I recently came across reports in media that Whatsapp's services were exploited by a malware Pegasus for illegal surveillance of certain individuals. Pegasus, which exploits 0-day vulnerabilities, is known to infect a device just by visiting a malicious link from the user's device. The recent reports highlight that a vulnerability related to video calls in Whatsapp allowed Pegasus to infect any Whatsapp (up to infected versions) running Android device without user intervention.

I didn't anticipate this level of infiltration, and this is very scary. What preventive steps can I undertake to prevent Pegasus or alike malwares from infiltrating my device and from communicating with C&C servers? There must be something one can do to prevent exploitation or at least be alerted when the exploitation occurs.

I'm using Android 9.0 (OnePlus 6 device). It is rooted with Magisk and has EdXposed installed. I use AppOps (from Rikka) and XPrivacyLua Xposed module with complete blacklisting to prevent new apps from utilizing any dangerous permission of Android. I also use AFWall+ (IPTables based firewall app) in whitelist mode only, with new apps denied internet access. However, some reports claim that Pegasus infiltrates silently and can pretty much access any dangerous permission (in terms of privacy), so I am unsure that my defenses are up to the task.

What other automated defensive steps can I undertake?

Some common (and non-automated) suggestions are:

  • use latest Android versions with latest security patches -- only works best if Google is your OEM.
  • Keep your apps updated -- true, but developers in Android ecosystem often add unnecessary features (bloat) or permissions with new updates, so I often don't update all of my apps.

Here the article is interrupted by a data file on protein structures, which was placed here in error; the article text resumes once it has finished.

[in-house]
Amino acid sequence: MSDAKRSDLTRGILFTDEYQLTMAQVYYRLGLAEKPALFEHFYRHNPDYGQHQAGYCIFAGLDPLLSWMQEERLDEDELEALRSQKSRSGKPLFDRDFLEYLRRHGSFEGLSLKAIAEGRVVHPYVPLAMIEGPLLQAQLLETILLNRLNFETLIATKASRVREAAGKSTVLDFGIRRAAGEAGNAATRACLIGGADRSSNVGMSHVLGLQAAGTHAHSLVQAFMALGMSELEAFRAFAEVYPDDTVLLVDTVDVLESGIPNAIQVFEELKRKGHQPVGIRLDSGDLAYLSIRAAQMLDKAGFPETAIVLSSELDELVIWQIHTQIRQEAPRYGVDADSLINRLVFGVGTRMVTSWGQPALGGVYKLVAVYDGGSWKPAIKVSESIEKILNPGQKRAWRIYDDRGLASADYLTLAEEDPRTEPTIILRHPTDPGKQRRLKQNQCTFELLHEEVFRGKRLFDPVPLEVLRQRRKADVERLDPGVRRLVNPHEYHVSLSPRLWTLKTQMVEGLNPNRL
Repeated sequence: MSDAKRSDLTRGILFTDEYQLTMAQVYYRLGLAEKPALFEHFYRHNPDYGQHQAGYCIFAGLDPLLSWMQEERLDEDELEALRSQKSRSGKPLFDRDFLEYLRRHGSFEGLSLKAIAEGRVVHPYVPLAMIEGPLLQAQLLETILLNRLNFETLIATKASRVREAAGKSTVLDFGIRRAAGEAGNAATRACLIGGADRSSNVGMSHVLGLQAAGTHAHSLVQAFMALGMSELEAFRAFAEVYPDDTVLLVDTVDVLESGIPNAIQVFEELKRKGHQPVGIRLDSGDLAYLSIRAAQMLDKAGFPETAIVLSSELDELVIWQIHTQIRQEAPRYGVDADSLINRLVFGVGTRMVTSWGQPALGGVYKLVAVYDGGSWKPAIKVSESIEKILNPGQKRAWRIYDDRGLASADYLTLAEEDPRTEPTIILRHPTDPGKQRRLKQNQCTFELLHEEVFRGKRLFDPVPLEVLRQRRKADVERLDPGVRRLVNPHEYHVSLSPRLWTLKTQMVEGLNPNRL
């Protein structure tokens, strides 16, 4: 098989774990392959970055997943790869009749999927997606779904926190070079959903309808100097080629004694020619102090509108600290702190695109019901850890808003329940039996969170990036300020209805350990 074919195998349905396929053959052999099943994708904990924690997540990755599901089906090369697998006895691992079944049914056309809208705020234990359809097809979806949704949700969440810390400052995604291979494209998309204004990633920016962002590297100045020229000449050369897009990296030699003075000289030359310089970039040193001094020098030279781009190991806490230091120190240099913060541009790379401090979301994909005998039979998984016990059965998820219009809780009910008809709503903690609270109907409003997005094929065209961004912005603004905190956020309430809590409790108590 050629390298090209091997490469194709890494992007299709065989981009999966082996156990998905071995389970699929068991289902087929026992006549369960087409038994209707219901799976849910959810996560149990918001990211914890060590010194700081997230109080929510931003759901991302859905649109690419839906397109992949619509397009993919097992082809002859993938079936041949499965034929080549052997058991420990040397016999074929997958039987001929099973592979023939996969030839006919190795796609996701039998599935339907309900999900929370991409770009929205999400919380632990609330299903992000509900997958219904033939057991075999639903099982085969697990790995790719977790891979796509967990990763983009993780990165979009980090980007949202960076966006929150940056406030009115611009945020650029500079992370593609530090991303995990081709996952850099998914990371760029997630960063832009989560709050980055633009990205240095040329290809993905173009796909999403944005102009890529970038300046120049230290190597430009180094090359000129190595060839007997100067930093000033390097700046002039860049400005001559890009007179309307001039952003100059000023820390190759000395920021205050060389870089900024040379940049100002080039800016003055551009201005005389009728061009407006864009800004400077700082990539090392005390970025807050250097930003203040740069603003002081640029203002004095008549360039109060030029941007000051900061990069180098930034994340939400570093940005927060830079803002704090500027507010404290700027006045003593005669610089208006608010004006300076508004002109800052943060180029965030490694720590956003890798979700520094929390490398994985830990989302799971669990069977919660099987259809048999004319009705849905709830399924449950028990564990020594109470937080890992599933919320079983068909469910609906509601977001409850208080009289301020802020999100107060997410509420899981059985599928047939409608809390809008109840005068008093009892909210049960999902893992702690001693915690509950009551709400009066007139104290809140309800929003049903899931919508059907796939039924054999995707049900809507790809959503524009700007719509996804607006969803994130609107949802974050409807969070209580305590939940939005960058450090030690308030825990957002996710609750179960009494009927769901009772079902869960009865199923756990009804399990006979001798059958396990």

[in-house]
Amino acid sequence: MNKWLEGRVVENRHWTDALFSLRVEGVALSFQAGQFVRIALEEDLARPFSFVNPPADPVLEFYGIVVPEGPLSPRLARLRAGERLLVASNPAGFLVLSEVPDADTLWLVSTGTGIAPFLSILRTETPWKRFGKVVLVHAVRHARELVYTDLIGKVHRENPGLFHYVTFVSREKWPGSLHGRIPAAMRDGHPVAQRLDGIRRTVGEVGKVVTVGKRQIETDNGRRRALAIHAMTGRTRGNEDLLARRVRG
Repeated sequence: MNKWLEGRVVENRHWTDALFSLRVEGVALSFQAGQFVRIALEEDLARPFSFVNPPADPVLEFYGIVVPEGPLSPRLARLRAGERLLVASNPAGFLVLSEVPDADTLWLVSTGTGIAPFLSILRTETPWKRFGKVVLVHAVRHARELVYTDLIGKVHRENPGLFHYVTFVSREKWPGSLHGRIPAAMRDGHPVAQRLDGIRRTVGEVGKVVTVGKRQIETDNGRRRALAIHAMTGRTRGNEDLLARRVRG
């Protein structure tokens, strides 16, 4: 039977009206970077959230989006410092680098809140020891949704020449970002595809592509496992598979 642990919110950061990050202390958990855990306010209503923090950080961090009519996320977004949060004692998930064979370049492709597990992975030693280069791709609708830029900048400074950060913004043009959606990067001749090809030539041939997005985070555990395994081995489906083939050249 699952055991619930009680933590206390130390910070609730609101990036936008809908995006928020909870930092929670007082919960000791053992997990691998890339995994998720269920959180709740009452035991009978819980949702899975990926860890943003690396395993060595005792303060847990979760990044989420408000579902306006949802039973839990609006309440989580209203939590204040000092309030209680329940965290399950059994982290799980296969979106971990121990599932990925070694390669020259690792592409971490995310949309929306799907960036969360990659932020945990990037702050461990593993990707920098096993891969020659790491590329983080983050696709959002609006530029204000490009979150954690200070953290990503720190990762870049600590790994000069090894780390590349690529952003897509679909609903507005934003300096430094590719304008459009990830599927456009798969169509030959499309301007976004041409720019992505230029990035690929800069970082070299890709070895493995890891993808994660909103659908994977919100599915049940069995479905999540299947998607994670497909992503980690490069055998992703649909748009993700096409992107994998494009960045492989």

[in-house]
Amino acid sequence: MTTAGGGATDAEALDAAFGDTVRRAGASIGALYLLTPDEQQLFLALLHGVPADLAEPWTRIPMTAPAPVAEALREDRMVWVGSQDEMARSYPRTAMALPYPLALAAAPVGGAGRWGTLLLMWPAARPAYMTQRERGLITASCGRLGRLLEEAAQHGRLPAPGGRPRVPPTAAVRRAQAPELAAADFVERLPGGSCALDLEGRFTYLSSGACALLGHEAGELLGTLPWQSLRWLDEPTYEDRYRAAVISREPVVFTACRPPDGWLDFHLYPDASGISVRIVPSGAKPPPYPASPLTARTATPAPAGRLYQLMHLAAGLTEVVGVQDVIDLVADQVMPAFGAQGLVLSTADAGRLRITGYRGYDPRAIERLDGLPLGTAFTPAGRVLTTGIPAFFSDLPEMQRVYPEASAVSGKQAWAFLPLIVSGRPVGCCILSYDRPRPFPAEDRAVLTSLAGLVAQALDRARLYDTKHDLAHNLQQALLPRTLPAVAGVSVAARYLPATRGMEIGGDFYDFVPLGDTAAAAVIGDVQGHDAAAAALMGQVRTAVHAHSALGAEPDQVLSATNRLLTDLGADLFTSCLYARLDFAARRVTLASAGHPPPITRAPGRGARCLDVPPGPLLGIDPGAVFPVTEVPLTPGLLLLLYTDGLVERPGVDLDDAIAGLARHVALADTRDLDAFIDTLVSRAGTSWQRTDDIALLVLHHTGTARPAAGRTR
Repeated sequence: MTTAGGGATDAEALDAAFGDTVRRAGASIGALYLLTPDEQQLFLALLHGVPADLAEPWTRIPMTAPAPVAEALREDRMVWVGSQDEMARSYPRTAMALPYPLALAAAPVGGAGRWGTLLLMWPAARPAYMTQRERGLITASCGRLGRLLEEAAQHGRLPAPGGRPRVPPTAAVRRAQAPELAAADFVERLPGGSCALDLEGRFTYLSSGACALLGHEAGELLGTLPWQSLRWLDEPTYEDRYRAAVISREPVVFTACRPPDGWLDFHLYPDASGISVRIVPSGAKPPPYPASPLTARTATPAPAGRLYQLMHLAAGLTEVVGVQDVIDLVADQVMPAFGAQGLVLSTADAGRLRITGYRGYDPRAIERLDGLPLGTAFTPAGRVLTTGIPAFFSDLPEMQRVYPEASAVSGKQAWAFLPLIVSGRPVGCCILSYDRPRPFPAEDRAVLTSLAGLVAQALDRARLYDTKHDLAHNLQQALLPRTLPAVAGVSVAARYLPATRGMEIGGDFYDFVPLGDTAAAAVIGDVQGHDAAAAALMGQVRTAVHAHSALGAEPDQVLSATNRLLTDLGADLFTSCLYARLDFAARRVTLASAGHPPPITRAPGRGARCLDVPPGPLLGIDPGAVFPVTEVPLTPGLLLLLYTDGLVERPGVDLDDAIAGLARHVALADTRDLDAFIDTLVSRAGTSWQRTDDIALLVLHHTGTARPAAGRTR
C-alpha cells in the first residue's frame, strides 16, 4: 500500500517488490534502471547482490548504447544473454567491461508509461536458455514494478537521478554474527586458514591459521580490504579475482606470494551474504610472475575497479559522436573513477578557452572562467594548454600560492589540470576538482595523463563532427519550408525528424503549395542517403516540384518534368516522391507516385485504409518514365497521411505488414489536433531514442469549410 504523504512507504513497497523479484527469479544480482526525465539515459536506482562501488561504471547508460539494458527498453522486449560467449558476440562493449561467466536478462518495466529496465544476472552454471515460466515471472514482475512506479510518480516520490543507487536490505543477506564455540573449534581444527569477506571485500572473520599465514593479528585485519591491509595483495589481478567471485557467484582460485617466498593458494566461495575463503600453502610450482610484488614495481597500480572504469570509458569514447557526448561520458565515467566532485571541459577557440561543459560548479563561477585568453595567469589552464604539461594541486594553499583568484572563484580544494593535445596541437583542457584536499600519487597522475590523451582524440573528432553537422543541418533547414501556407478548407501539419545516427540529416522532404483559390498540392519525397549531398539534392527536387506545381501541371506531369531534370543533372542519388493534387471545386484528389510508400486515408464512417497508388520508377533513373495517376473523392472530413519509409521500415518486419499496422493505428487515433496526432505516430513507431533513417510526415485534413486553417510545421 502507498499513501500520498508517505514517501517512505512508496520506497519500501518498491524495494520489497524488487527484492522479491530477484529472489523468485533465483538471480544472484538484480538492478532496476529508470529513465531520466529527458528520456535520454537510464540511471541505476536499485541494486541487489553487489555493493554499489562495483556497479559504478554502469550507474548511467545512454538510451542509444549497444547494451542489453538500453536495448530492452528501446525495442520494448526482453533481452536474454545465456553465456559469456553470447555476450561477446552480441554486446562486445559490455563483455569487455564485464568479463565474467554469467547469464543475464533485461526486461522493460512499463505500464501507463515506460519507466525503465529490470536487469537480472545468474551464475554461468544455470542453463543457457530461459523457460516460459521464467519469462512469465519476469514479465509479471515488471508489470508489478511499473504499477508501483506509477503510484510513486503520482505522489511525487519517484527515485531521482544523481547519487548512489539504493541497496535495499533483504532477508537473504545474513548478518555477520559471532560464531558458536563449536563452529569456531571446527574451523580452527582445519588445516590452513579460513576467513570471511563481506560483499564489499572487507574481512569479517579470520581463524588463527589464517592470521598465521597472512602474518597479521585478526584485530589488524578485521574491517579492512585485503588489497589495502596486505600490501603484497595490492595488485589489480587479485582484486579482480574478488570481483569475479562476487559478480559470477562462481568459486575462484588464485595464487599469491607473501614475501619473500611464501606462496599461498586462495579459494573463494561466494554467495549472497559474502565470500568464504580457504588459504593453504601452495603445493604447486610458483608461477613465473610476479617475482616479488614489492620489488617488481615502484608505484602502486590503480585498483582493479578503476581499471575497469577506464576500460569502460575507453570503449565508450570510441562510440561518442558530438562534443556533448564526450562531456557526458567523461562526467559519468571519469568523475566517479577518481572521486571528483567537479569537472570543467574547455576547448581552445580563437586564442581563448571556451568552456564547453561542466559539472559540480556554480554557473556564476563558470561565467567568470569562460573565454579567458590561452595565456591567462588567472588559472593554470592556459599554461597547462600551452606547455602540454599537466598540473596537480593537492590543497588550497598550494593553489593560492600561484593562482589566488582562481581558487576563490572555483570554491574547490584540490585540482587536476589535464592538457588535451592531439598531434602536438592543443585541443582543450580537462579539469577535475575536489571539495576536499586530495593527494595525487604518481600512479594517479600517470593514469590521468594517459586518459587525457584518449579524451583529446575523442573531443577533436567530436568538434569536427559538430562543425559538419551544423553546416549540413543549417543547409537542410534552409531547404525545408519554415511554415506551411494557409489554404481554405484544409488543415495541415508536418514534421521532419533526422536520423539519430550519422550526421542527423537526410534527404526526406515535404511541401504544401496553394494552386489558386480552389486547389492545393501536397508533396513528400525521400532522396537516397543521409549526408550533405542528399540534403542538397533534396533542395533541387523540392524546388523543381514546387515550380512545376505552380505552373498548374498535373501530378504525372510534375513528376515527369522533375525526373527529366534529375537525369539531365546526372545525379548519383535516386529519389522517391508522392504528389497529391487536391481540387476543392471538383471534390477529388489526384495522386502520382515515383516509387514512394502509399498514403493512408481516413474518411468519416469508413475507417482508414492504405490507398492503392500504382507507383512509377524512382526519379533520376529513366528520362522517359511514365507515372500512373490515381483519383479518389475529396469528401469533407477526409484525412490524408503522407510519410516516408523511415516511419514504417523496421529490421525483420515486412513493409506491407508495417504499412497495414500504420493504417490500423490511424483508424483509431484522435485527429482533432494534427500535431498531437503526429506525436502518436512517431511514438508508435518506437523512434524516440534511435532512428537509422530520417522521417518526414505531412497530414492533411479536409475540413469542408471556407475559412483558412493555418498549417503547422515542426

• Don't sideload apps -- I don't, unless I can trust the source (such as F-Droid or some other reputable source)
  • Be careful with multitude of permissions demanded by Play Store apps -- I often don't download apps to begin with unless absolutely necessary.
  • Don't use a compromised device (rooted) -- I can't let go of root. It is critically important to me. But I do keep Magisk auto-deny root access to new apps.
  • "Do not open suspicious links" -- but it is incredibly hard to practice that in the real world, with personal phones that are handy and accessible 24x7.

For the purposes of reducing the scope of this question, you're free to target the latest available Android version only.

  • Disabling JavaScript would be a big one. Ad networks have a tendency to insert malicious JS, and 9 times out of 9.1 a web browser exploit requires JS. Preventing malware from communicating with C&C servers requires a whitelist, and even then they can use public, legitimate services to run commands (pretty sure there was a bot or PoC that used Twitter messages for C&C).
    – user
    Nov 1, 2019 at 13:19
  • I would have suggested installing grapheneOS since it has numerous hardening features built-in, but it is only officially supported on latest google pixel devices.
    – nobody
    Jan 19, 2022 at 17:45

2 Answers 2


You cannot.